Astronomers working on the Event Horizon Telescope (EHT) project this morning debuted the first direct image of a supermassive black hole at the center of a galaxy 54 million light-years away. The image revealed the shadow of the supermassive black hole surrounded by an asymmetric ring of bright emission from the hot gas swirling around it.
James Cordes, professor of astronomy at Cornell University, and Shami Chatterjee, a researcher at Cornell’s department of astronomy are members of the EHT collaboration pulsar working group, which focuses on finding pulsars around the supermassive black hole at the center of the Milky Way galaxy. They are available for interviews about today’s breakthrough.
Cordes and Chatterjee say:
“M87 is a giant elliptical galaxy in the Virgo cluster, about 55 million light years away, and the supermassive black hole in its center is about 6.5 billion times more massive than our sun. The image produced by the EHT is a huge step forward for astronomy, and spectacular confirmation of our understanding of black holes.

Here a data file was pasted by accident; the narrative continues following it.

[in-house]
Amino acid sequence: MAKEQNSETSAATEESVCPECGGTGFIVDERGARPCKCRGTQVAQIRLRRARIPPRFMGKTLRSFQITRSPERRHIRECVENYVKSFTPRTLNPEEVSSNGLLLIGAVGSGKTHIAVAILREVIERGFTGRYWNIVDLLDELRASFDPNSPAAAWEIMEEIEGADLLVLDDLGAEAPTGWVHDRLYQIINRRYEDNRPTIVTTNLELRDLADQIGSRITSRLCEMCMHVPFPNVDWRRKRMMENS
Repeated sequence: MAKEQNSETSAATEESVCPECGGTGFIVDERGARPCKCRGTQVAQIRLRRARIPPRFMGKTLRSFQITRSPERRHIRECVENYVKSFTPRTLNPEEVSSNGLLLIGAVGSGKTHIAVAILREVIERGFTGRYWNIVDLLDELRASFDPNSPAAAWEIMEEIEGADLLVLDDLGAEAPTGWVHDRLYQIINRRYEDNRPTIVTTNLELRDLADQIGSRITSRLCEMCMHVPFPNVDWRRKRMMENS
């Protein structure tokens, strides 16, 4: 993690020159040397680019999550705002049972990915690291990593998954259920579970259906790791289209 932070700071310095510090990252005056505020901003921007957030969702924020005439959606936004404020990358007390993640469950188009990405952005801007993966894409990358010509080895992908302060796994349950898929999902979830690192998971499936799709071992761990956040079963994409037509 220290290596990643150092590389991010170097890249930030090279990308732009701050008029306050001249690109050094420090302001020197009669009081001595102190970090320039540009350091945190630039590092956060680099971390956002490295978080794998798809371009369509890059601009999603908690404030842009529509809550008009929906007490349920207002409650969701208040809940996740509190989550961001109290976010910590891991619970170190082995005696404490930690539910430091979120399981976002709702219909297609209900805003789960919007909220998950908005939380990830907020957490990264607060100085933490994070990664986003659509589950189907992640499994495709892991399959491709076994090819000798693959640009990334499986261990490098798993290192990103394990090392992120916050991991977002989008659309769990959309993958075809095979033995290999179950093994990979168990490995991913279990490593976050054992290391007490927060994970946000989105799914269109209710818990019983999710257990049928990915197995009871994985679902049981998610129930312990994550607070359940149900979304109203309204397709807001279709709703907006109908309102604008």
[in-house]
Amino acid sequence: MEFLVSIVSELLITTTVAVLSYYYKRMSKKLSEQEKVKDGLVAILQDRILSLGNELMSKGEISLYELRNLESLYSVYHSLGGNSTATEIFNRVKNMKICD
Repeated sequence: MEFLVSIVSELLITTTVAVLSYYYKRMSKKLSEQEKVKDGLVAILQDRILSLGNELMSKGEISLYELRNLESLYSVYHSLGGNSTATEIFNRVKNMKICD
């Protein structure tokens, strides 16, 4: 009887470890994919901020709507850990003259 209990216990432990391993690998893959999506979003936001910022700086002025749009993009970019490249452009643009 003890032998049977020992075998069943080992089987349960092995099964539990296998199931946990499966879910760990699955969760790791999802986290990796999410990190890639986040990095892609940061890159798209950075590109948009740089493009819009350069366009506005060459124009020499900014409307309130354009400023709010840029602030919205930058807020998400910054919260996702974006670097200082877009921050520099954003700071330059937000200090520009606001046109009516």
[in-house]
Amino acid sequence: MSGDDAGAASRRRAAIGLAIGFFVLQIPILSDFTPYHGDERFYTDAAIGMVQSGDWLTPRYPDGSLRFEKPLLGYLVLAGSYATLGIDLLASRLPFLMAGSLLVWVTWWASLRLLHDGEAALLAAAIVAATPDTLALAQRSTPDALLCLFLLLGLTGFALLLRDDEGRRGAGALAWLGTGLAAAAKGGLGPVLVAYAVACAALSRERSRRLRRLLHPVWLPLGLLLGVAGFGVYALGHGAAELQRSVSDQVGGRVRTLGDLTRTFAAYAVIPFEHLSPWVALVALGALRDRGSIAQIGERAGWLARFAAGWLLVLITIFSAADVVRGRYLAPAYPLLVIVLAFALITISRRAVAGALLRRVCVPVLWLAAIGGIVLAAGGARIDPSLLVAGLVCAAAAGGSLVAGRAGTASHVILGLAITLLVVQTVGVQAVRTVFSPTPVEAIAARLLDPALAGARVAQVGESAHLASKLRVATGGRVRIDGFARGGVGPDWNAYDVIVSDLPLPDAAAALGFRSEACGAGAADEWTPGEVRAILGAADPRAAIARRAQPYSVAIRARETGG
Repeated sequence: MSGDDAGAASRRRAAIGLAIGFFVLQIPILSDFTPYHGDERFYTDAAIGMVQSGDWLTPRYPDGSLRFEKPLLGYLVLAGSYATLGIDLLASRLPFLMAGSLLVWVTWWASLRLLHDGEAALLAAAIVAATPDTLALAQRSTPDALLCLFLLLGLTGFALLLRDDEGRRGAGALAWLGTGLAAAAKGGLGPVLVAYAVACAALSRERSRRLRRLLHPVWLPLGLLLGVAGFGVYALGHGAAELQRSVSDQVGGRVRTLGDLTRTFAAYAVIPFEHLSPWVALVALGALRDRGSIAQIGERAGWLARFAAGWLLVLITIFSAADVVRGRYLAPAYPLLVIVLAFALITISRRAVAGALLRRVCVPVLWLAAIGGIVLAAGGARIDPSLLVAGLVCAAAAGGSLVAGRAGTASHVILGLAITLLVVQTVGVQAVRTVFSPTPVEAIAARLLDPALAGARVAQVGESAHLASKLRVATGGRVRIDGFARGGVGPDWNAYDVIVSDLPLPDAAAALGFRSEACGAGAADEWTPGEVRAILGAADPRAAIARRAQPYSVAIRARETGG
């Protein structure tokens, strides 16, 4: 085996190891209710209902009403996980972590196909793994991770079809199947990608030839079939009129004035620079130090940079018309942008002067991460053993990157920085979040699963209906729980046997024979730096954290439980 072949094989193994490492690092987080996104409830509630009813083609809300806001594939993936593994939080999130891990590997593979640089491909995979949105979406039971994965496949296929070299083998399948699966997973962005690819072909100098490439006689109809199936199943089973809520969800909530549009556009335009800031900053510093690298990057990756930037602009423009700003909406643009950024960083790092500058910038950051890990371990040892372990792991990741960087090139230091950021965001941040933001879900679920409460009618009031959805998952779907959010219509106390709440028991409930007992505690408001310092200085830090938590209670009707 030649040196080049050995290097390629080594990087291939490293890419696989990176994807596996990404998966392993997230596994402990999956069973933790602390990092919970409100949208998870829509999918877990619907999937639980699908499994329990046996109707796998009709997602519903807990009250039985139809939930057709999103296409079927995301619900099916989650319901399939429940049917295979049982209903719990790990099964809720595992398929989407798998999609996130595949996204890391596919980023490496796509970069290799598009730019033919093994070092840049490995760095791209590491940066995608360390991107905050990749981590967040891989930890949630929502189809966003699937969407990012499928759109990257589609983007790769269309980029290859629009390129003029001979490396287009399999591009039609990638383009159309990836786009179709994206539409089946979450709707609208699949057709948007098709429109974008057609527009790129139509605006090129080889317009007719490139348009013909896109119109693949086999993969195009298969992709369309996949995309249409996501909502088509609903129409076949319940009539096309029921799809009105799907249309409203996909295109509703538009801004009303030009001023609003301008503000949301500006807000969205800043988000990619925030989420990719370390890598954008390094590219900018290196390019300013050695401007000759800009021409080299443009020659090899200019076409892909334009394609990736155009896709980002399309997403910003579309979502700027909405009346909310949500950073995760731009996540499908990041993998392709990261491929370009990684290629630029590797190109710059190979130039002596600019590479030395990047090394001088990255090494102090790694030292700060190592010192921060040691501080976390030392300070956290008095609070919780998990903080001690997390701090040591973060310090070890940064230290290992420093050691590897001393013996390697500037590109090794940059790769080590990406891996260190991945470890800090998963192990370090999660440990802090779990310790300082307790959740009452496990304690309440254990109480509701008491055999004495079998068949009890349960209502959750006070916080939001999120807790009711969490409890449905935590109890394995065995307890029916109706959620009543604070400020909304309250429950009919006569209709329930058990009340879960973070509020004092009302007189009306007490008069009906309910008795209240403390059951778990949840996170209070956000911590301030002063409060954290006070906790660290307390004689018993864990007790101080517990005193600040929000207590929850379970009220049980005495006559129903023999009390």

“The supermassive black hole at the heart of our Milky Way, Sgr A*, is much less massive, about 4 million (not billion) times the mass of our sun, but it is much, much closer, only 26 thousand light years away. With plenty of hard work, the EHT should eventually be able to produce images of Sgr A* as well. And there is the tantalizing prospect of finding pulsars in orbit around Sgr A* as well. If we succeed, that would be extraordinary.
“Pulsars emit regular radio pulses, like ticks of a clock, but as the pulses pass near the event horizon of a massive black hole, the distortion in space-time caused by the intense gravity of the black hole will cause the spacing between the ticks to shrink and expand. So, these ticks will offer a very powerful way to study the distortions in space-time at the heart of our galaxy, giving us information that complements a future image of Sgr A*.”